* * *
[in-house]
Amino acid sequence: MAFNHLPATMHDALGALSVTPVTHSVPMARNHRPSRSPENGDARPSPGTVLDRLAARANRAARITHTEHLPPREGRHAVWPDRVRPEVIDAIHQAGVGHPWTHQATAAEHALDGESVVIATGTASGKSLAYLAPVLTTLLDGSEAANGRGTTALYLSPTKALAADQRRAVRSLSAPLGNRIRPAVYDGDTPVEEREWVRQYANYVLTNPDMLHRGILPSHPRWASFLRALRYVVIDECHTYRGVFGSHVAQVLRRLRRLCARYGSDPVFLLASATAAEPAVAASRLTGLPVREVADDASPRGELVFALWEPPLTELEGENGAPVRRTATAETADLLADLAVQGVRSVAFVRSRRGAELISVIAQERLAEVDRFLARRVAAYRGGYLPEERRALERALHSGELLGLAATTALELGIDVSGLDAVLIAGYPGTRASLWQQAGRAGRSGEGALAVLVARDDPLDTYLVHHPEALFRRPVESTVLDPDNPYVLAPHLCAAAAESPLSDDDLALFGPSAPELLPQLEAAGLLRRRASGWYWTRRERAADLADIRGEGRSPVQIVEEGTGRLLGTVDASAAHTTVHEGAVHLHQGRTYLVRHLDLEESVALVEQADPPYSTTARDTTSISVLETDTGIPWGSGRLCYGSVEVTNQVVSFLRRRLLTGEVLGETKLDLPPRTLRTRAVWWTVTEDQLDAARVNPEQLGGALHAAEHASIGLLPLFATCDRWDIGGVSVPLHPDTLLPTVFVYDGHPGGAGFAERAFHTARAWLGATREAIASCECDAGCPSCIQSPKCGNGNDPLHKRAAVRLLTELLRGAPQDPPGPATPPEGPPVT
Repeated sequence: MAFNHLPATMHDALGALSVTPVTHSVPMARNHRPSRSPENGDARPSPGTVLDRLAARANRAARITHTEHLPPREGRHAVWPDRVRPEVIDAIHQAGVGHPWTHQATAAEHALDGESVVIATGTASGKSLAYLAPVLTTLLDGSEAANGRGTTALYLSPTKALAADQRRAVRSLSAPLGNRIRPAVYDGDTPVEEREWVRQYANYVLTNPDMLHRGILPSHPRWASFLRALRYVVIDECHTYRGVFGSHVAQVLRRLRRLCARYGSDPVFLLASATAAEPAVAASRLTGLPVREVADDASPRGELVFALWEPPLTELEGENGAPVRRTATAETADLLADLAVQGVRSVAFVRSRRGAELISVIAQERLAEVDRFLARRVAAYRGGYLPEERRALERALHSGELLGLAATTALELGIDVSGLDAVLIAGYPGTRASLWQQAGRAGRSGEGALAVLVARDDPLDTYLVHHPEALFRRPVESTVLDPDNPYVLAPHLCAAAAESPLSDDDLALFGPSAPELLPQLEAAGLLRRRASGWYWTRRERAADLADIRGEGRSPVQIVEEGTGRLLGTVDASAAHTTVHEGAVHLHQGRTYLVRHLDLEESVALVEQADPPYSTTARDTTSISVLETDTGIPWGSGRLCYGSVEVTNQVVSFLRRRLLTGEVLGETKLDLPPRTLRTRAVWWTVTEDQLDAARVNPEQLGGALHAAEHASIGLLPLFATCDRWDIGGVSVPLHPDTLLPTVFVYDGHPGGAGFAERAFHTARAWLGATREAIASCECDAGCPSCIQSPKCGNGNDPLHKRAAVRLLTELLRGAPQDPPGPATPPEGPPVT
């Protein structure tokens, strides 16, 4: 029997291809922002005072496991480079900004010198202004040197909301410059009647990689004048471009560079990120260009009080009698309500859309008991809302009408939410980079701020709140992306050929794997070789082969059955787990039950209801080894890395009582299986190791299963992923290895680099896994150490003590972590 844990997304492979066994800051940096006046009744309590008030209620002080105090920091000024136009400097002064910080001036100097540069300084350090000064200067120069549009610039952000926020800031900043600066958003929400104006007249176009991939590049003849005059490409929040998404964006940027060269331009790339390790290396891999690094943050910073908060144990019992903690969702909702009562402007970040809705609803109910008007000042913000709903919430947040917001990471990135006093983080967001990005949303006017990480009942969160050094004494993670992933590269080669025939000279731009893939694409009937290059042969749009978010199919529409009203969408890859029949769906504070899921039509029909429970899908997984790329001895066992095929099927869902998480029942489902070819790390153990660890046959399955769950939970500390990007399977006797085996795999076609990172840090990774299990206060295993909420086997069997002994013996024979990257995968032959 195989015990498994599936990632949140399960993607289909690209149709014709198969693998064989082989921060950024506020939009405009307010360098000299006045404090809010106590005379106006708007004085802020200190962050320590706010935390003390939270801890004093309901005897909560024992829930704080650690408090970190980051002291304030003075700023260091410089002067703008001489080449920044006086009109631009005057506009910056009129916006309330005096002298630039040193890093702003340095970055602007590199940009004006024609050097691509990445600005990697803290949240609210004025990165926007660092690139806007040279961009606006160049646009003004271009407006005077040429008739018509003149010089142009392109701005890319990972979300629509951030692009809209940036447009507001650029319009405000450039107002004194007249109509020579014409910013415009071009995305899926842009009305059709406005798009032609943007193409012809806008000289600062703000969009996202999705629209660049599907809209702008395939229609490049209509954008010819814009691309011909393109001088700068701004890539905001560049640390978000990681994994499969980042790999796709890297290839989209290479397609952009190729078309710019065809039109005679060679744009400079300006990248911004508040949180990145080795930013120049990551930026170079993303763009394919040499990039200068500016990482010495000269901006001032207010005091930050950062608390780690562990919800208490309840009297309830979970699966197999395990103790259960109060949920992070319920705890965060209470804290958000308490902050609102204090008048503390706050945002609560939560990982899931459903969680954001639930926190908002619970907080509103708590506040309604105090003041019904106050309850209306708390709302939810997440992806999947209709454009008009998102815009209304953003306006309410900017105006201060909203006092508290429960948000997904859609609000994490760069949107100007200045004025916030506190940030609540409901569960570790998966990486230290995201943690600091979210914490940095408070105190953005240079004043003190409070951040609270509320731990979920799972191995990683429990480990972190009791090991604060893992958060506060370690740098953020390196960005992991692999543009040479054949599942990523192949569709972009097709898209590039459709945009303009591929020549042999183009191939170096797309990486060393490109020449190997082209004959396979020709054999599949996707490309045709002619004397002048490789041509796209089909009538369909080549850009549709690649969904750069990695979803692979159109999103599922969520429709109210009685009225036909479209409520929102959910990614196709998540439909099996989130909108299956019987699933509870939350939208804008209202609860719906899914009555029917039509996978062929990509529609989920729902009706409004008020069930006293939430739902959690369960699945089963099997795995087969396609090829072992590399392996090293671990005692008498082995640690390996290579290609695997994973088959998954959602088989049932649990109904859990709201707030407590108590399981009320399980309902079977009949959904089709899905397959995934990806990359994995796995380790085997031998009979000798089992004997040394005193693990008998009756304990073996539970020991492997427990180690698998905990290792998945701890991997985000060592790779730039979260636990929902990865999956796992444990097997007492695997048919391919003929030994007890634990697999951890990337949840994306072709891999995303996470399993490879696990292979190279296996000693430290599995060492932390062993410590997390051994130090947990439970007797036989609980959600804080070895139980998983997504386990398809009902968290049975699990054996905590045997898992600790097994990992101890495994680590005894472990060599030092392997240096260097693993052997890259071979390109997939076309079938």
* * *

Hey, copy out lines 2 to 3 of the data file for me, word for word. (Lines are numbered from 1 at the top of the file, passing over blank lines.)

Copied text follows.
Amino acid sequence: MAFNHLPATMHDALGALSVTPVTHSVPMARNHRPSRSPENGDARPSPGTVLDRLAARANRAARITHTEHLPPREGRHAVWPDRVRPEVIDAIHQAGVGHPWTHQATAAEHALDGESVVIATGTASGKSLAYLAPVLTTLLDGSEAANGRGTTALYLSPTKALAADQRRAVRSLSAPLGNRIRPAVYDGDTPVEEREWVRQYANYVLTNPDMLHRGILPSHPRWASFLRALRYVVIDECHTYRGVFGSHVAQVLRRLRRLCARYGSDPVFLLASATAAEPAVAASRLTGLPVREVADDASPRGELVFALWEPPLTELEGENGAPVRRTATAETADLLADLAVQGVRSVAFVRSRRGAELISVIAQERLAEVDRFLARRVAAYRGGYLPEERRALERALHSGELLGLAATTALELGIDVSGLDAVLIAGYPGTRASLWQQAGRAGRSGEGALAVLVARDDPLDTYLVHHPEALFRRPVESTVLDPDNPYVLAPHLCAAAAESPLSDDDLALFGPSAPELLPQLEAAGLLRRRASGWYWTRRERAADLADIRGEGRSPVQIVEEGTGRLLGTVDASAAHTTVHEGAVHLHQGRTYLVRHLDLEESVALVEQADPPYSTTARDTTSISVLETDTGIPWGSGRLCYGSVEVTNQVVSFLRRRLLTGEVLGETKLDLPPRTLRTRAVWWTVTEDQLDAARVNPEQLGGALHAAEHASIGLLPLFATCDRWDIGGVSVPLHPDTLLPTVFVYDGHPGGAGFAERAFHTARAWLGATREAIASCECDAGCPSCIQSPKCGNGNDPLHKRAAVRLLTELLRGAPQDPPGPATPPEGPPVT
Repeated sequence: MAFNHLPATMHDALGALSVTPVTHSVPMARNHRPSRSPENGDARPSPGTVLDRLAARANRAARITHTEHLPPREGRHAVWPDRVRPEVIDAIHQAGVGHPWTHQATAAEHALDGESVVIATGTASGKSLAYLAPVLTTLLDGSEAANGRGTTALYLSPTKALAADQRRAVRSLSAPLGNRIRPAVYDGDTPVEEREWVRQYANYVLTNPDMLHRGILPSHPRWASFLRALRYVVIDECHTYRGVFGSHVAQVLRRLRRLCARYGSDPVFLLASATAAEPAVAASRLTGLPVREVADDASPRGELVFALWEPPLTELEGENGAPVRRTATAETADLLADLAVQGVRSVAFVRSRRGAELISVIAQERLAEVDRFLARRVAAYRGGYLPEERRALERALHSGELLGLAATTALELGIDVSGLDAVLIAGYPGTRASLWQQAGRAGRSGEGALAVLVARDDPLDTYLVHHPEALFRRPVESTVLDPDNPYVLAPHLCAAAAESPLSDDDLALFGPSAPELLPQLEAAGLLRRRASGWYWTRRERAADLADIRGEGRSPVQIVEEGTGRLLGTVDASAAHTTVHEGAVHLHQGRTYLVRHLDLEESVALVEQADPPYSTTARDTTSISVLETDTGIPWGSGRLCYGSVEVTNQVVSFLRRRLLTGEVLGETKLDLPPRTLRTRAVWWTVTEDQLDAARVNPEQLGGALHAAEHASIGLLPLFATCDRWDIGGVSVPLHPDTLLPTVFVYDGHPGGAGFAERAFHTARAWLGATREAIASCECDAGCPSCIQSPKCGNGNDPLHKRAAVRLLTELLRGAPQDPPGPATPPEGPPVT